However, if the loan has a fixed term and interest, there would be no benefit in them doing this and would, in fact, come at a cost to other owners.

    You can find out the specific terms of the loan by asking to see the paperwork from the strata manager, secretary or treasurer of your scheme

    Section 85, (4) An owners corporation may, by resolution at a general meeting, determine (either generally or in a particular case) that a person may pay 10% less of a contribution levied if the person pays the contribution before the date on which it becomes due and payable.

    Lady PenelopeLady Penelope


    Your strata loan was taken out on behalf of the strata scheme as an entity so you, as a Lot owner, would probably not independently be able to opt out of the loan and repay your portion.

    Some strata loans do not require early repayment fees. Check whether yours does.

    The strata loan forms part of your levies. I personally have not heard of an owner having the ability to pay out their part of the loan as working out the differentiated levies would then be a problem.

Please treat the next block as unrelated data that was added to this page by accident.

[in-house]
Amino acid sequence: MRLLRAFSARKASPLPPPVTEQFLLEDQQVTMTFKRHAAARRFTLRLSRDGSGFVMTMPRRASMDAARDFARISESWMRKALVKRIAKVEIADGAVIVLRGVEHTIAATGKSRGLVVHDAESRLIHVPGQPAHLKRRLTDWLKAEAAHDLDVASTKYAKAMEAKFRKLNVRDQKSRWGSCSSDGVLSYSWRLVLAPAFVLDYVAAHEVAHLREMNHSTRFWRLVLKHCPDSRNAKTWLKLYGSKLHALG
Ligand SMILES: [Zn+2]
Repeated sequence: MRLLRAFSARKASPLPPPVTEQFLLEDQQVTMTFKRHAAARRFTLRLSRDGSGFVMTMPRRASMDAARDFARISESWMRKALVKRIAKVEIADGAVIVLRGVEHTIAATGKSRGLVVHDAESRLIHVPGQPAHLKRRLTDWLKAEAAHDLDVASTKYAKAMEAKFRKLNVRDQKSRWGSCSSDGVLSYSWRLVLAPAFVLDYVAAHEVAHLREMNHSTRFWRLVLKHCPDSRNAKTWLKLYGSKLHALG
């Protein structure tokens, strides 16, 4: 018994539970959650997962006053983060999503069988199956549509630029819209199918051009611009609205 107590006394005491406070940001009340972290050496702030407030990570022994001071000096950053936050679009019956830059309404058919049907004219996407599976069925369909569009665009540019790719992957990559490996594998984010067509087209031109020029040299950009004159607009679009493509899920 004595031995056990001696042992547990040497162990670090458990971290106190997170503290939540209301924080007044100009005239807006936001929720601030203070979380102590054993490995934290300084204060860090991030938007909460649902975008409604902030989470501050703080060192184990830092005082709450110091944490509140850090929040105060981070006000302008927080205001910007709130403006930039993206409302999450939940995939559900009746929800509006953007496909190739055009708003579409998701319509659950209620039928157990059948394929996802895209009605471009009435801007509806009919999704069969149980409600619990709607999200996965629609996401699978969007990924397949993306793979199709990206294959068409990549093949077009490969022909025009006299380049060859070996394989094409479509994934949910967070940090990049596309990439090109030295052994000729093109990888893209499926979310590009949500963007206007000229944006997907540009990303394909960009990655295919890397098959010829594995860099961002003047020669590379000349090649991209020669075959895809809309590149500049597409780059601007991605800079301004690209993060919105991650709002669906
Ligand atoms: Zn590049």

The only solution is to submit a motion to the committee and the strata manager to include at the next general meeting that seeks to have the Lot Owners vote to have the strata loan repaid and wound up. Your scheme may need to raise a special levy to repay the loan and this too would need a motion and a vote.

    Below is an extract from the Macquarie web site. Your loan may not be from Macquarie so it is best to seek answers directly from your strata loan provider.


    • There are no penalties for early repayment, except if the Strata Plan wants to repay a loan that has a fixed interest rate
    • In that circumstance, the Bank would need to determine the fixed rate break costs (which depends upon a number of factors, including time to expiry and interest rate levels).
    • The owners should keep in mind that these loans are not redrawable, so any principal paid early cannot be accessed at a later time – they would need to apply for additional funding.

    Lannock have a similar response to whether an early re-payment can be made:


    “Yes. Generally there are no penalties for early repayment, however, if you have taken an Advance at a fixed rate, then break costs may apply for that Advance.”


    • This reply was modified 1 year, 7 months ago by .